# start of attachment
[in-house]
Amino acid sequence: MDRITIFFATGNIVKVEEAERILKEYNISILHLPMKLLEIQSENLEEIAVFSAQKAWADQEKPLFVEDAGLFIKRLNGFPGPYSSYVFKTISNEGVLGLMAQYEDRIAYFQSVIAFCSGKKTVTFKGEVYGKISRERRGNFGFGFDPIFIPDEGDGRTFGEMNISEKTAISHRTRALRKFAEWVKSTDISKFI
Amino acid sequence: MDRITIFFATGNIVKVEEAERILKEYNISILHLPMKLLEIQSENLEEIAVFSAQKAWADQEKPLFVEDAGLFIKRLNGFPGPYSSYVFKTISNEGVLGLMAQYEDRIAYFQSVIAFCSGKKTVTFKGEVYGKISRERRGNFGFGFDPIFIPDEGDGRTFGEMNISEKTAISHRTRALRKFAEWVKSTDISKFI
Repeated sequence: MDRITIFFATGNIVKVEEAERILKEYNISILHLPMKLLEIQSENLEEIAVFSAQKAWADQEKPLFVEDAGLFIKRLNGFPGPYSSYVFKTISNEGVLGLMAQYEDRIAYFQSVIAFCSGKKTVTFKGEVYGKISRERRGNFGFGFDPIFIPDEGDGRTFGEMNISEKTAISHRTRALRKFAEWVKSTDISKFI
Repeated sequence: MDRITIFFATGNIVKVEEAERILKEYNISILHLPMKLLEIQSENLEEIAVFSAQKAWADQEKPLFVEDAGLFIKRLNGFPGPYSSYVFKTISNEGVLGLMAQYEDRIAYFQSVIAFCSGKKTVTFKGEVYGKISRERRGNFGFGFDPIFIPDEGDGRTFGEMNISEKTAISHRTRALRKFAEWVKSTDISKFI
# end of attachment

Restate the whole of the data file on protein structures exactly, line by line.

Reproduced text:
[in-house]
Amino acid sequence: MDRITIFFATGNIVKVEEAERILKEYNISILHLPMKLLEIQSENLEEIAVFSAQKAWADQEKPLFVEDAGLFIKRLNGFPGPYSSYVFKTISNEGVLGLMAQYEDRIAYFQSVIAFCSGKKTVTFKGEVYGKISRERRGNFGFGFDPIFIPDEGDGRTFGEMNISEKTAISHRTRALRKFAEWVKSTDISKFI
Amino acid sequence: MDRITIFFATGNIVKVEEAERILKEYNISILHLPMKLLEIQSENLEEIAVFSAQKAWADQEKPLFVEDAGLFIKRLNGFPGPYSSYVFKTISNEGVLGLMAQYEDRIAYFQSVIAFCSGKKTVTFKGEVYGKISRERRGNFGFGFDPIFIPDEGDGRTFGEMNISEKTAISHRTRALRKFAEWVKSTDISKFI
Repeated sequence: MDRITIFFATGNIVKVEEAERILKEYNISILHLPMKLLEIQSENLEEIAVFSAQKAWADQEKPLFVEDAGLFIKRLNGFPGPYSSYVFKTISNEGVLGLMAQYEDRIAYFQSVIAFCSGKKTVTFKGEVYGKISRERRGNFGFGFDPIFIPDEGDGRTFGEMNISEKTAISHRTRALRKFAEWVKSTDISKFI
Repeated sequence: MDRITIFFATGNIVKVEEAERILKEYNISILHLPMKLLEIQSENLEEIAVFSAQKAWADQEKPLFVEDAGLFIKRLNGFPGPYSSYVFKTISNEGVLGLMAQYEDRIAYFQSVIAFCSGKKTVTFKGEVYGKISRERRGNFGFGFDPIFIPDEGDGRTFGEMNISEKTAISHRTRALRKFAEWVKSTDISKFI